Duration (Days) FIGURE 22-3. Observed duration of a task during execution.

Most project managers know their ability to meet project goals is tied to each team member meeting his task deadlines. In project-driven companies where an individual's time is charged to the budget of the project, the project managers will do everything they can to hold people accountable for their estimates.

Depending on the level of accountability and the amount of tracking, individuals often work toward due dates. In project-driven companies where individuals' time is tracked, they will try to charge as much of their time as possible to billable projects. Therefore, even if they do finish a task much earlier than estimated, if they do not immediately have another billable project to move to, they often will prolong their task until the target date is reached or their estimated time is consumed.

As a result, even when individuals finish tasks early, it is not common to see them pass on their tasks early to the next resource who must work on it. In some organizations, you can witness early finishes in one or two departments, but rarely across the entire project.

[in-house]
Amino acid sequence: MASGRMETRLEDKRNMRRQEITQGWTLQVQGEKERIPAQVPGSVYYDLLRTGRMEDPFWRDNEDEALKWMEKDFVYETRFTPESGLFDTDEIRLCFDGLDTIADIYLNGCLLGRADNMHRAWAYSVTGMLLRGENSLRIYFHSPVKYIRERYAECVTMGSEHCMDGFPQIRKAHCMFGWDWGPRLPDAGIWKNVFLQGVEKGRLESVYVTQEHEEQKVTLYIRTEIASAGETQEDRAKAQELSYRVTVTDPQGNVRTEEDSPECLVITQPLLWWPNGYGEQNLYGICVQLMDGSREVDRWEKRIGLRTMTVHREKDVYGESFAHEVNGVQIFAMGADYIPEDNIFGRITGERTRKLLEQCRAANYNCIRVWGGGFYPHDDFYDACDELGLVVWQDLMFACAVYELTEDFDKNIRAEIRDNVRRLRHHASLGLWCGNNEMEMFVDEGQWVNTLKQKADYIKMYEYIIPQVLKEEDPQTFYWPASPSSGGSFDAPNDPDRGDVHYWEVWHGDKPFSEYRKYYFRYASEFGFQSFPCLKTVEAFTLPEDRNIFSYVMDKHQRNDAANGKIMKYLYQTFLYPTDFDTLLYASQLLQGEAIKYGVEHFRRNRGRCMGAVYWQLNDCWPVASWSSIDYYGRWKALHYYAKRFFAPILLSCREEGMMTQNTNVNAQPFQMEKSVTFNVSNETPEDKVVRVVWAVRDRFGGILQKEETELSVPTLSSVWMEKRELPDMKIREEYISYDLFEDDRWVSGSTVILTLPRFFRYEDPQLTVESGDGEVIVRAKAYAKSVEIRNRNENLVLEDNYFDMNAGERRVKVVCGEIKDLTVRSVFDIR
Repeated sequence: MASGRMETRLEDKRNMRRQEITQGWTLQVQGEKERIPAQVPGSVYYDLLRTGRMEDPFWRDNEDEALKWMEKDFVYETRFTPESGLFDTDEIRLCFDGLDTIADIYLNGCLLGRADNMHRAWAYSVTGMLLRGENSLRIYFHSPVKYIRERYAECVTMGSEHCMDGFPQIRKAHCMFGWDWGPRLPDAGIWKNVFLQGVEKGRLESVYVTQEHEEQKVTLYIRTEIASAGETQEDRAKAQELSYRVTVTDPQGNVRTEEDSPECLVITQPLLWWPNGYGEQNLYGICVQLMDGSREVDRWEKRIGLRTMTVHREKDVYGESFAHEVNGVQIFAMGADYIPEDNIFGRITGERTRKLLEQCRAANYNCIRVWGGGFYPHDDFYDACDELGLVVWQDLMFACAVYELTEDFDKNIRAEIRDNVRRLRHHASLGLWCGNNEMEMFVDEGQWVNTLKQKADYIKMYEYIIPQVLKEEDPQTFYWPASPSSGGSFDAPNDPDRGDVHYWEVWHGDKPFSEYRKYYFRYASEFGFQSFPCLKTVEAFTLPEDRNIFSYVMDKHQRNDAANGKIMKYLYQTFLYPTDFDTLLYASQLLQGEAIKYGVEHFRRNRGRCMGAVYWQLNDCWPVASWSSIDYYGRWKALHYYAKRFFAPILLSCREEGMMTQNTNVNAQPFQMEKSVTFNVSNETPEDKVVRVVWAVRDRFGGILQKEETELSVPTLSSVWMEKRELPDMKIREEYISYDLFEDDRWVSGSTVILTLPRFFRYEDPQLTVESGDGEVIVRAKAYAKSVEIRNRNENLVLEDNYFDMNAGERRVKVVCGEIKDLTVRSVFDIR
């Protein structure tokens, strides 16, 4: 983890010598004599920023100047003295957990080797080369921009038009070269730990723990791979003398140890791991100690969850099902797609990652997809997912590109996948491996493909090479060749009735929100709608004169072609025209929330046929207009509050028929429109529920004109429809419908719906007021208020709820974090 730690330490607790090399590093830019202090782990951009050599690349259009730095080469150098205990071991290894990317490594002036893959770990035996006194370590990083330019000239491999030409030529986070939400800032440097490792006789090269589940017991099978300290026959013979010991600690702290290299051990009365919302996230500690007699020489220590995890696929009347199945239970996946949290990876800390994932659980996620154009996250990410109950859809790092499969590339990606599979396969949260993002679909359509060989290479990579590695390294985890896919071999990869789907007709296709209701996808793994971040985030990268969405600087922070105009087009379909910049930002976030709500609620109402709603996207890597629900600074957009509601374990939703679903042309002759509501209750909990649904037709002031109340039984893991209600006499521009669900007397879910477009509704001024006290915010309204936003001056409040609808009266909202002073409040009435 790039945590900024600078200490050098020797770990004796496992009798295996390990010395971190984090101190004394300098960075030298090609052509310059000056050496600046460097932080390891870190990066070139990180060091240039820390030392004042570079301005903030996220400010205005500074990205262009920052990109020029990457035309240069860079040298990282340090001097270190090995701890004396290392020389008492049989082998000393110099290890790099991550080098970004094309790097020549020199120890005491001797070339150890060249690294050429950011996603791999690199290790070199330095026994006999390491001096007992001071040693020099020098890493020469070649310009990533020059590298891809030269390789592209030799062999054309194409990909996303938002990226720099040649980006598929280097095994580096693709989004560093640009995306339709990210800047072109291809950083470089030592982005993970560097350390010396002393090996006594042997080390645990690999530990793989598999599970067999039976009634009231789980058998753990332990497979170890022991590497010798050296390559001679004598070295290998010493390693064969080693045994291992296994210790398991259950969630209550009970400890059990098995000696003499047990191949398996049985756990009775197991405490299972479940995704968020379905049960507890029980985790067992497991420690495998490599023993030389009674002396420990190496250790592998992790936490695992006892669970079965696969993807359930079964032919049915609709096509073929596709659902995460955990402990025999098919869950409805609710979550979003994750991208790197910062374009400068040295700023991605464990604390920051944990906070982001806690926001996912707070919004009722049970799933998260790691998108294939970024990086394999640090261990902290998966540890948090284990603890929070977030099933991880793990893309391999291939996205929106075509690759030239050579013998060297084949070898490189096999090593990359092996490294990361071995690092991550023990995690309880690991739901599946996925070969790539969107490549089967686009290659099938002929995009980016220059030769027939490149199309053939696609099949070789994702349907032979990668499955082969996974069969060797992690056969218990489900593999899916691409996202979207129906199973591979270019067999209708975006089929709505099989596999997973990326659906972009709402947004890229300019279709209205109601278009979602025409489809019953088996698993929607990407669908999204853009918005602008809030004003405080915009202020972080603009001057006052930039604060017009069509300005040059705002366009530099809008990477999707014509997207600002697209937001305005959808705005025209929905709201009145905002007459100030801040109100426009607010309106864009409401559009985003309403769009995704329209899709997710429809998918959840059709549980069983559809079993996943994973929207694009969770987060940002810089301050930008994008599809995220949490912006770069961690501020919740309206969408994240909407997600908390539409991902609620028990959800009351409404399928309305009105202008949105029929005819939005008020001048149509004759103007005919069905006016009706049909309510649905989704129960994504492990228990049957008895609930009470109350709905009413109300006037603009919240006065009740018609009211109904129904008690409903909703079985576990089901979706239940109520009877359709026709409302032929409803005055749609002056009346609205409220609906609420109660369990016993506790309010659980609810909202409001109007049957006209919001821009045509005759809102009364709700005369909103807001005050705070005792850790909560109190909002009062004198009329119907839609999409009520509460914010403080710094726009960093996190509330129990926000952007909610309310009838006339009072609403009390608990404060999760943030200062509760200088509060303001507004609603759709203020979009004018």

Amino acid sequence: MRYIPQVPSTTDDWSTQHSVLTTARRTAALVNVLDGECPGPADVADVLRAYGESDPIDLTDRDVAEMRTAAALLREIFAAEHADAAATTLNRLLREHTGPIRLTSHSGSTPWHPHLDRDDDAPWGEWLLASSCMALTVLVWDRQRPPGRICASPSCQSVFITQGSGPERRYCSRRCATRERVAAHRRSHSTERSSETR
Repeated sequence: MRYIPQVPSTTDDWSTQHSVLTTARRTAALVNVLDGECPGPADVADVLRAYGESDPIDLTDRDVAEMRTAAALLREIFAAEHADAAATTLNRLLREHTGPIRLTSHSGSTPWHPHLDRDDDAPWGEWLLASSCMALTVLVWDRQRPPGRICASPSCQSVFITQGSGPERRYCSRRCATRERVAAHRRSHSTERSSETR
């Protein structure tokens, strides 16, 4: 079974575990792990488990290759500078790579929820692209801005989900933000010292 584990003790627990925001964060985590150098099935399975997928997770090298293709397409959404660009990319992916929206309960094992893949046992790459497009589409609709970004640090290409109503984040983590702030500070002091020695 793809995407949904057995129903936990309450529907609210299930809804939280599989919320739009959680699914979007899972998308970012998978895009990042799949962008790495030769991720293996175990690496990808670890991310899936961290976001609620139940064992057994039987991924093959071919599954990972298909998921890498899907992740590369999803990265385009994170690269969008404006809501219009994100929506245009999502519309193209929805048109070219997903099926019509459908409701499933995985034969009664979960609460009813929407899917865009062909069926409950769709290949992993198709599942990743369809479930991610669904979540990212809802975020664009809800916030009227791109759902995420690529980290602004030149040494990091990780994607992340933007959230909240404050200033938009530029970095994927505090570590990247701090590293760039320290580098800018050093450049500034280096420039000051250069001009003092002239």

Often, even when someone does finish and pass on a task early, the next resource is not flexible enough to start working on it immediately because he has other work to do. The extra protection from an early finish of one task is thus wasted.

Therefore, the observed duration of actual task times is a very different curve than a statistical analysis would lead a person to expect. The difference in the curve shown in Figure 22-3, as compared to Figure 22-2, is that it is much narrower. Also, the shortest duration is very close to the estimated duration. There is a much higher probability of finishing at the estimated duration or very close to it. This curve is explained by the practice of leaving enough room in an estimate to take contingencies into account, and not reporting early finishes on a task.

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